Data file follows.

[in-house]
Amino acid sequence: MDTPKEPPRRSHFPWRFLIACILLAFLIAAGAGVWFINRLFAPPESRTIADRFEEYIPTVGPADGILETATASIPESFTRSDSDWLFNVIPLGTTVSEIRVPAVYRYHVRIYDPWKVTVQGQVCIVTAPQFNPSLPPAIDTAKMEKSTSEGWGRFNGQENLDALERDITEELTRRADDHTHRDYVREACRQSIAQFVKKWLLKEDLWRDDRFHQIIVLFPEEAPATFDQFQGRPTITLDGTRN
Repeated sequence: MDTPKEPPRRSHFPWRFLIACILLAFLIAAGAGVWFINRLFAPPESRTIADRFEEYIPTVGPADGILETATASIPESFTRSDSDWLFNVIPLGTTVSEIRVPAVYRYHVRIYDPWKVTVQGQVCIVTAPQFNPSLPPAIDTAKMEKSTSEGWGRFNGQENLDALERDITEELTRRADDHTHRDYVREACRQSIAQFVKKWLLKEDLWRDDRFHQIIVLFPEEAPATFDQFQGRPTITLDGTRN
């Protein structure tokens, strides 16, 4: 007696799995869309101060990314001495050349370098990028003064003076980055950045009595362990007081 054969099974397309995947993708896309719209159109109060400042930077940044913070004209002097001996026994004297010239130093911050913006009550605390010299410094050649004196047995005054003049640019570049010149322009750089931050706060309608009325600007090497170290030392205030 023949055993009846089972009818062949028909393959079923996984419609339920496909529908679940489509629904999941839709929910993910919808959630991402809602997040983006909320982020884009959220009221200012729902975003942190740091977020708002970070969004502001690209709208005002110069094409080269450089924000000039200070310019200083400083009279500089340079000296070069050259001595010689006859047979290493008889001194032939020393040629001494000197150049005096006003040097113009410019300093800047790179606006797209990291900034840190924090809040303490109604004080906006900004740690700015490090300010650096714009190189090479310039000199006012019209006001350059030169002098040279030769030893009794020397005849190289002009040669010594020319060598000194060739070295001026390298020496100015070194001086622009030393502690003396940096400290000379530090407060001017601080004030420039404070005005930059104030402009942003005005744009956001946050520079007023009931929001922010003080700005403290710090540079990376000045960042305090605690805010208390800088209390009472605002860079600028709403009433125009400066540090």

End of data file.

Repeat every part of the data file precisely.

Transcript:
[in-house]
Amino acid sequence: MDTPKEPPRRSHFPWRFLIACILLAFLIAAGAGVWFINRLFAPPESRTIADRFEEYIPTVGPADGILETATASIPESFTRSDSDWLFNVIPLGTTVSEIRVPAVYRYHVRIYDPWKVTVQGQVCIVTAPQFNPSLPPAIDTAKMEKSTSEGWGRFNGQENLDALERDITEELTRRADDHTHRDYVREACRQSIAQFVKKWLLKEDLWRDDRFHQIIVLFPEEAPATFDQFQGRPTITLDGTRN
Repeated sequence: MDTPKEPPRRSHFPWRFLIACILLAFLIAAGAGVWFINRLFAPPESRTIADRFEEYIPTVGPADGILETATASIPESFTRSDSDWLFNVIPLGTTVSEIRVPAVYRYHVRIYDPWKVTVQGQVCIVTAPQFNPSLPPAIDTAKMEKSTSEGWGRFNGQENLDALERDITEELTRRADDHTHRDYVREACRQSIAQFVKKWLLKEDLWRDDRFHQIIVLFPEEAPATFDQFQGRPTITLDGTRN
């Protein structure tokens, strides 16, 4: 007696799995869309101060990314001495050349370098990028003064003076980055950045009595362990007081 054969099974397309995947993708896309719209159109109060400042930077940044913070004209002097001996026994004297010239130093911050913006009550605390010299410094050649004196047995005054003049640019570049010149322009750089931050706060309608009325600007090497170290030392205030 023949055993009846089972009818062949028909393959079923996984419609339920496909529908679940489509629904999941839709929910993910919808959630991402809602997040983006909320982020884009959220009221200012729902975003942190740091977020708002970070969004502001690209709208005002110069094409080269450089924000000039200070310019200083400083009279500089340079000296070069050259001595010689006859047979290493008889001194032939020393040629001494000197150049005096006003040097113009410019300093800047790179606006797209990291900034840190924090809040303490109604004080906006900004740690700015490090300010650096714009190189090479310039000199006012019209006001350059030169002098040279030769030893009794020397005849190289002009040669010594020319060598000194060739070295001026390298020496100015070194001086622009030393502690003396940096400290000379530090407060001017601080004030420039404070005005930059104030402009942003005005744009956001946050520079007023009931929001922010003080700005403290710090540079990376000045960042305090605690805010208390800088209390009472605002860079600028709403009433125009400066540090």